Bao Today (Bao Jin Tian) @ OUB Centre

SL and I met for lunch at "Bao Jin Tian" @ OUB Centre. I had heard that the dim sum here is pretty good from some friends and thought it might be a good idea to check it out especially since my old dim sum haunts (close to the office) at The Neptune @ Overseas Union House and Teahouse @ China Square have since been demolished."Bao" refers to Chinese Steamed Buns and "Jin Tian" is Mandarin for "today". The name of this restaurant is interesting as it is a pun on the Chinese name for a Song Dynasty judge called Justice Bao (who is also known as Bao Qingtian). I checked out their website after my visit and was amused to find the theme song from the old Taiwanese serial playing on it (complete with the characteristic opening sounds of a Magistrate's hearing).

Dim Sum Menu

SL was running late so I found us a table in the almost-packed cafe. There was a long line of people who arrived after me and some of them walked into the cafe to look for tables, bypassing the service staff at the counter. I started ordering so that we wouldn't take too long for lunch, besides SL was only about 10 mins away.

Claypot Century Egg Porridge

Claypot Century Egg Congee @ S$5.80

I started with a small claypot of Century Egg Congee. I was famished and the thick congee was a good start to help me stave off my hunger pangs while waiting. The century egg slivers and minced meat added flavour but if you're a major congee fan, you're better off eating congee at Crystal Jade.

Square Steamer Boxes

The interesting thing about the wooden steamers here is that they're square as opposed to the regular round steamers that we find in most places.

Seafood Dumplings Steamed Chive & Seafood Dumplings @ S$3.50

The chive & seafood dumplings were like a modified version of Har Gau (aka Steamed Prawn Dumplings). I couldn't help but notice that all 3 dumplings had a slightly different shape & size. Hmm...looks like Quality Control (QC) is pretty bad here. Most dim sum chefs are able to churn out dumplings of any sort in similar shapes & sizes without batting an eyelid. Perhaps, we got the efforts of 2 dim sum chefs and an apprentice? The filling tasted like a generic paste of prawns, scallops with quite a bit of starch to bind them all. It was unimpressive but not so bad that it would want to make you hurl.

Har Gao aka Shrimp Dumpling

Steamed Prawn Dumplings (Har Gao) @ S$4.00

At least the steamed prawn dumplings looked better, though the skin was not as opaque as I hoped (usually an indicator of a thick dumpling skin, which is not good).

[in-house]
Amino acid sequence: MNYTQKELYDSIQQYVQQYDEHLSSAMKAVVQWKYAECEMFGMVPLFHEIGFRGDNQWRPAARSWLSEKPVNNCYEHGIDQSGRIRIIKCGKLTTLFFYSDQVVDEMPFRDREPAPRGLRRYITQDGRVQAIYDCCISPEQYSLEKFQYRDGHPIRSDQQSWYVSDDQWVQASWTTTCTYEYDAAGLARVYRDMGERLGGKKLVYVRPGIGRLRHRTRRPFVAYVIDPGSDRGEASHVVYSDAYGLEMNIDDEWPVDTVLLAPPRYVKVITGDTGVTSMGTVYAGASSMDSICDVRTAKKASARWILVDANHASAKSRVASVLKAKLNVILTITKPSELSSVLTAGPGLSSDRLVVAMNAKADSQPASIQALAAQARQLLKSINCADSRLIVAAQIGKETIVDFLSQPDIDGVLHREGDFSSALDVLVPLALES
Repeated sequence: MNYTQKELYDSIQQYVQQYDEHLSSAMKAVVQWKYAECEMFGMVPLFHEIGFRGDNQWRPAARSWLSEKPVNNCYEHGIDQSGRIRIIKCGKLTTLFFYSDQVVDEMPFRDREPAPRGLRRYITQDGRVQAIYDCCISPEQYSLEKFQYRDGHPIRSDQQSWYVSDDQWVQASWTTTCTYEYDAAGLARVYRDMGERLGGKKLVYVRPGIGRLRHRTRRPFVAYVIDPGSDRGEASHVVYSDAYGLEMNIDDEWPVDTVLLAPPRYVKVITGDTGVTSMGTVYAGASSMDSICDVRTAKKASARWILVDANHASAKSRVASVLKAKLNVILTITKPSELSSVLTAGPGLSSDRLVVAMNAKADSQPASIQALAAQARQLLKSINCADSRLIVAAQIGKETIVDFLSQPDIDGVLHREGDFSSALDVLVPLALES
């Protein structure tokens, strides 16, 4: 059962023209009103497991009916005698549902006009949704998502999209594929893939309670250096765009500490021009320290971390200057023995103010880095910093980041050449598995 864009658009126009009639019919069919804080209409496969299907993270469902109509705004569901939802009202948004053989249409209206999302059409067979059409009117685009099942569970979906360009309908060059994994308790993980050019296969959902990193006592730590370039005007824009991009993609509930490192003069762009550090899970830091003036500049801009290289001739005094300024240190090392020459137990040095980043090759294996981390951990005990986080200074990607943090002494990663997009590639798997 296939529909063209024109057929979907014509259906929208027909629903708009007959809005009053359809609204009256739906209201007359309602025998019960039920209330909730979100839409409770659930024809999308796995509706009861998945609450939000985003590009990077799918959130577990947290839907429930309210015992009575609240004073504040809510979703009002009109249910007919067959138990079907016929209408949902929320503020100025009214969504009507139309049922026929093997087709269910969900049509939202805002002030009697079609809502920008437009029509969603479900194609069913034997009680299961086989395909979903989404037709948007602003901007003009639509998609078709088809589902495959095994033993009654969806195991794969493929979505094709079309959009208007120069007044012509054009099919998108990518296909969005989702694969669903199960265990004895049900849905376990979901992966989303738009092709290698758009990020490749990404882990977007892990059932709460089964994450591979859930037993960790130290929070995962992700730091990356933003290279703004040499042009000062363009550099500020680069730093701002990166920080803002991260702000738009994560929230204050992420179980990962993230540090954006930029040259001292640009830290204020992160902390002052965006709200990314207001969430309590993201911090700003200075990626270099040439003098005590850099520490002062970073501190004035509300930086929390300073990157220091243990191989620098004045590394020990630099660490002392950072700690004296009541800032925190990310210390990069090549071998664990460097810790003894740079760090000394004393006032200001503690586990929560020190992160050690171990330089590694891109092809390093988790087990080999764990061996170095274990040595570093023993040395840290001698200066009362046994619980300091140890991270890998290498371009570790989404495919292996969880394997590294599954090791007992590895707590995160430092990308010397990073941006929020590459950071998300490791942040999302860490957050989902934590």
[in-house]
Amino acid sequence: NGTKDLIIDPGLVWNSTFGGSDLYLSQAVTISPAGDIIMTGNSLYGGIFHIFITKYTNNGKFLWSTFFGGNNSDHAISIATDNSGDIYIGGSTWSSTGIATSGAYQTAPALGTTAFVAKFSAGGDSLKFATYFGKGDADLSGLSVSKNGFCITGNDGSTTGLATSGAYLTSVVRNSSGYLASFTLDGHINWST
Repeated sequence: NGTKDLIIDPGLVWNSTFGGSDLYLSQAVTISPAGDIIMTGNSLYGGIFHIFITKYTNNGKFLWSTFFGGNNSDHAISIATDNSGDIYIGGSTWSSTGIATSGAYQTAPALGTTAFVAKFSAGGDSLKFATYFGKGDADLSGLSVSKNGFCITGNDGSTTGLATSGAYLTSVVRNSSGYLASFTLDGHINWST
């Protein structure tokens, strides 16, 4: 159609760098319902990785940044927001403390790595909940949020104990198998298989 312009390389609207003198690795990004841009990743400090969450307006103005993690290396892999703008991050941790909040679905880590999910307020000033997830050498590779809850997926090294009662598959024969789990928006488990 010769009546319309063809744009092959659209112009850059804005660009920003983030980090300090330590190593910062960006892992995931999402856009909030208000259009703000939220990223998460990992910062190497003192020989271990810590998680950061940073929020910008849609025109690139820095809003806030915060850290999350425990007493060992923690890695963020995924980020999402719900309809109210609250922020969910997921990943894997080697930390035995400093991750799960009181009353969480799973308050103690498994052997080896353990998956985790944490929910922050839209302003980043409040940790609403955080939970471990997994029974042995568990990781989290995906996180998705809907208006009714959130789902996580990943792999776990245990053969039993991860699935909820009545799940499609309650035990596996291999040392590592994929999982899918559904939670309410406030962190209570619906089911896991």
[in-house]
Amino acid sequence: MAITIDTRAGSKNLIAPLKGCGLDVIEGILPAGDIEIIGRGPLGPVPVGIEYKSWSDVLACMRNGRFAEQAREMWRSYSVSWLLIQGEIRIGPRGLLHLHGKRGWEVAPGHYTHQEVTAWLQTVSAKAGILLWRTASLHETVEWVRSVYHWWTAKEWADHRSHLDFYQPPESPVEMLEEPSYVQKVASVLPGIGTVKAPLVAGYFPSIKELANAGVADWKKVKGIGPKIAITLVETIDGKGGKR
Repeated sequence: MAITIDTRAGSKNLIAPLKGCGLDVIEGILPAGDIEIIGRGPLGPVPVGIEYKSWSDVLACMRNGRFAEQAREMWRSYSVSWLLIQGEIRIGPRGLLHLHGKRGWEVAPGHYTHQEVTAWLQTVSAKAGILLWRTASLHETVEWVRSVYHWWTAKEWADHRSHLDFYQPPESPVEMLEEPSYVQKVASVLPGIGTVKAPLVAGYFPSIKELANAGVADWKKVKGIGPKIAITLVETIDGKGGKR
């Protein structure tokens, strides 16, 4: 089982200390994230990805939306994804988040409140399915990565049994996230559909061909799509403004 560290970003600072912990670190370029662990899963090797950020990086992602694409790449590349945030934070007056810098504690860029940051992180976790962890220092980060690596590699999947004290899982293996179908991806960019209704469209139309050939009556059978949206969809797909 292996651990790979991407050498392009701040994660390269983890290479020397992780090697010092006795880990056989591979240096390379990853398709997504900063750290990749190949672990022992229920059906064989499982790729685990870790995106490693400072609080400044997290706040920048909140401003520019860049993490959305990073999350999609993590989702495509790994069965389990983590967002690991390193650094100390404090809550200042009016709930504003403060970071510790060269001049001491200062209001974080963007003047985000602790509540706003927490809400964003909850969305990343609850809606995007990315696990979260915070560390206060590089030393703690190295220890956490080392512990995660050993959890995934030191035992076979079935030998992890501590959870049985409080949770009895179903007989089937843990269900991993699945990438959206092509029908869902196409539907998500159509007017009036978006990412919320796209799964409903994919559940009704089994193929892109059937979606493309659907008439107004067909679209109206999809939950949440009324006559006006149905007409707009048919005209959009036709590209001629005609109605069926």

Thick-Skinned Har Gao

Here's a pic of the deconstructed Har Gao. As expected, the skin was very thick and it didn't help that the prawn paste that had too much starch, a slightly chemical taste (I think they must have used alot of alkaline water to make the prawns springy), and the killer: the prawns didn't taste very fresh. Eeks! If the prawn was fresh, the firmness of the flesh would need little enhancement and not alot of alkaline water would need to be added to make it "springier" in texture. The Har Gao makes the Seafood Dumpling taste better in comparison though a thick dumpling skin is apparently the order of the day here.

Xiao Long Bao @ Bao Jin Tian

Xiao Long Bao @ S$3.00 (Steamed Shanghainese Pork Dumplings with Soup)

I have never seen such hideous Xiao Long Baos in my life! The skin on one of the dumplings had broken as there was a "leakage" of "scum" (read: blood & fat). The dumpling skins were also very sticky such that picking them up with chopsticks causes the dumplings to stick to your chopsticks (like chewing gum). When you try to get them off your chopsticks, the skin breaks and the 2 drops of soup contained in the dumpling ends up on the plate/spoon/paper in the basket. Yes, for a soup dumpling, you get about 2-3 drops at best, if you're lucky! Thankfully, it didn't taste as porky as the dumplings at another place but it certainly made me appreciate Din Tai Fung's Xiao Long Bao much better!

Siew Mai @ Bao Jin Tian

Siew Mai @ S$3.50 (Steamed Pork & Shrimp Dumplings topped with Tobiko)

At least the siew mai here fared better than the last 2 dumplings as it was fairly tasty though not particularly outstanding. As one of the siew mais had rolled away while we were moving the steamer, I got a picture of 2 of them...which I realised looked a little *ahem* "cheeky" when I viewed the picture at home. Anyway, have you noticed that most restaurants of late tend to use "tobiko" (flying fish roe) instead of the traditional crab roe to make the distinctive orange dot on the dumpling? I guess its partly to do with cost as a crab (depending on the season & specie) tends to yield a very limited quantity of roe.

Bowl of Tea

This place plays alot on the traditional theme. Its decorated with rustic wooden tables and stools. They offer you the option of getting your Chinese Tea served in a bowl instead of a cup. Add the bad acoustics (ie. you can barely hear yourself speak), it was like a scene out of a Chinese movie depicting ancient teahouses.

As the Dim Sum here is rather inexpensive, I suppose we can't really expect too much. Besides, there aren't many other dim sum places in the vicinity.

PS: I noticed that most of the patrons were eating wanton noodles instead, maybe I'll try the noodles the next time I visit.

Bao Today @ OUB Centre 1 Raffles Place #01-09A OUB Centre Tel: 6535-7877 Operating Hours: Mondays - Saturdays : 7am - 8pm (Closed on Sundays & Public Holidays)

Bao Today @ Marina Square 6 Raffles Boulevard #02-234 Marina Square Tel: 6336-2237 Operating Hours: Daily: 10 am - 10 pm

Bao Today @ United Square #B1-20 United Square

Operating Hours: Daily: 8.30am – 9.30pm